<> on January 23, 2014 in New York City.

This former NFL official's story about Roger Goodell portrays the NFL commish as a bully

Former NFL official has a story that could have changed the NFL's front office hierarchy if he would have only told it sooner

In his upcoming book, After Further Review, former NFL official Mike Pereira makes the deadly serious claim that NFL commissioner Roger Goodell once shoved him during a heated argument.

Pereira, who was the league's vice president of officiating at the time, says the incident took place in his office while the two engaged in a fiery debate over the controversial Bottlegate game in 2001.

With the Cleveland Browns driving towards the end zone, for what would have been the game's winning score against the Jacksonville Jaguars, Quincy Morgan apparently caught a pass from Tim Couch on fourth-and-1. But after reviewing the play, referee Terry McAulay reversed the catch and awarded the Jaguars the ball, effectively ending the game and giving the Jags a 15-10 victory.

Cleveland fans reacted to McAulay's reversal by throwing bottles onto the field, forcing McAulay to call the game with 43 seconds left on the clock.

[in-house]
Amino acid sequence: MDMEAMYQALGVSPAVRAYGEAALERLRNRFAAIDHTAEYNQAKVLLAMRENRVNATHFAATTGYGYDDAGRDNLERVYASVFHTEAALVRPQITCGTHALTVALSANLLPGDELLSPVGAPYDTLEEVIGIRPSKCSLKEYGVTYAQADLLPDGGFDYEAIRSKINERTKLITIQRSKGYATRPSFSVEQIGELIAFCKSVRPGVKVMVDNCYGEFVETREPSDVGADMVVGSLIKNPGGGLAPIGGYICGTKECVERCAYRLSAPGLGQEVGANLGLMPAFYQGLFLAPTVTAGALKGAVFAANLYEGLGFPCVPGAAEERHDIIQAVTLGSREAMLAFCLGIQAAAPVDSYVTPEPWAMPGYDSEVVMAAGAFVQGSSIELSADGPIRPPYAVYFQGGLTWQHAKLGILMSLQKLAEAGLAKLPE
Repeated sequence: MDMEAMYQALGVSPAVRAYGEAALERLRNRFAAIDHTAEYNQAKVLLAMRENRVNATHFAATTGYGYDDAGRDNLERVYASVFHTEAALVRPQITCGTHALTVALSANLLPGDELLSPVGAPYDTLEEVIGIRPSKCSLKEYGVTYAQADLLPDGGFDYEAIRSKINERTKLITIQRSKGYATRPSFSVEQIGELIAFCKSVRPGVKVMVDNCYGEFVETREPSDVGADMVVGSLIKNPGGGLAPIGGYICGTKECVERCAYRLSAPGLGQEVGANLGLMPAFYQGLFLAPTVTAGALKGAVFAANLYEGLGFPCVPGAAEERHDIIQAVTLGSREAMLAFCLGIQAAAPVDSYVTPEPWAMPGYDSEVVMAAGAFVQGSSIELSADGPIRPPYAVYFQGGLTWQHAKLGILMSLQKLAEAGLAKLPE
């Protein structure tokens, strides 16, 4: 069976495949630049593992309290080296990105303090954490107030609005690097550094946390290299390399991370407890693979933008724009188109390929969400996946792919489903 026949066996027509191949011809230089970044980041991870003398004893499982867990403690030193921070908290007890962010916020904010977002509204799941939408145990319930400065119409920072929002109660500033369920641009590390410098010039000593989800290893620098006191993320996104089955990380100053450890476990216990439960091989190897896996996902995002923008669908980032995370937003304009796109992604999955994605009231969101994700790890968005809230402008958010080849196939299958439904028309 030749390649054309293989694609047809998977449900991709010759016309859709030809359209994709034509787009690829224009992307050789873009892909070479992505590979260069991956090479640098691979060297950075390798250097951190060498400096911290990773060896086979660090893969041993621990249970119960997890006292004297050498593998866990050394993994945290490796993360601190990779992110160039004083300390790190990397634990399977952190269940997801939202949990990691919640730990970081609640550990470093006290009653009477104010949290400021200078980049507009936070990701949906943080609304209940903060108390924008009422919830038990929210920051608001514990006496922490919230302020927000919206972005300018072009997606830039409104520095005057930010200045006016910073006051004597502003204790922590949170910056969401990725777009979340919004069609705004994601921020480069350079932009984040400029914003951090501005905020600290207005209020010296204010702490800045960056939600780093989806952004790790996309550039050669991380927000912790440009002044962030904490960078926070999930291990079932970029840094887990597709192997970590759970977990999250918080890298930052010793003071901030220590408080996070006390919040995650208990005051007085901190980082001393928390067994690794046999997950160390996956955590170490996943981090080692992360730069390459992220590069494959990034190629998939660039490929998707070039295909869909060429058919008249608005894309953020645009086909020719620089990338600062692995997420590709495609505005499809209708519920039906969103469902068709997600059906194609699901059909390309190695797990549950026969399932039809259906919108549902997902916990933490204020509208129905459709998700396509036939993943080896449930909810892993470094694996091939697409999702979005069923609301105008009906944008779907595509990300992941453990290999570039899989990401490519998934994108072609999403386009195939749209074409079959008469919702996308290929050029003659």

Pereira defended McAulay's actions that day in his office, while Goodell took the opposite view.

"Goodell persisted, but I refused to give in. What happened next was anything but good. The conversation escalated, and when he was down in front of my office, with others present, he was so frustrated and, I'm sure, getting so much heat from Cleveland that he gave me a hard shove into my door to try and continue the argument about McAulay in my office. Quite frankly, it startled me, and I think it startled him a little because the discussion ended shortly after that," Pereira writes, in an excerpt published by Deadspin.

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Fifteen years later, Pereira still takes pride in having stood up to Goodell that day.

"You have to support your 'players,' including sticking to your guns when you get shoved by your boss—who, by the way, wasn't yet commissioner then. He was the executive vice president and chief operating officer," Pereira writes.

It was another five years before Goodell would succeed Paul Tagliabue as commissioner, but you have to wonder what might have been if this story had come out before Goodell was voted in by the owners in 2006.

Unsurprisingly, the NFL had no comment on Pereira's revelation. Regardless, it's a terrible look for the head man of the NFL to get physical with any staffers, no matter how heated the discussion.